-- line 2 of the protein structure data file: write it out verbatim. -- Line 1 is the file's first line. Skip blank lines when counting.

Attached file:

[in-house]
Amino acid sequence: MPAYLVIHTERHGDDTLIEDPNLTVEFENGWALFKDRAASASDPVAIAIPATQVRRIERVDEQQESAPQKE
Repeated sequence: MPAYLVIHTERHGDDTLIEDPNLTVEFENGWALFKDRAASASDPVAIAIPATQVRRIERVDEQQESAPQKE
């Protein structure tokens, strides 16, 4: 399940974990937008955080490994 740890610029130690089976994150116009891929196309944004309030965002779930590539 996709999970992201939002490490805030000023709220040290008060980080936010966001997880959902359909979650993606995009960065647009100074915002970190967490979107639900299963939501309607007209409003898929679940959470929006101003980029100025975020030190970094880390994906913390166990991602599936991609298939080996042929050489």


Amino acid sequence: MPAYLVIHTERHGDDTLIEDPNLTVEFENGWALFKDRAASASDPVAIAIPATQVRRIERVDEQQESAPQKE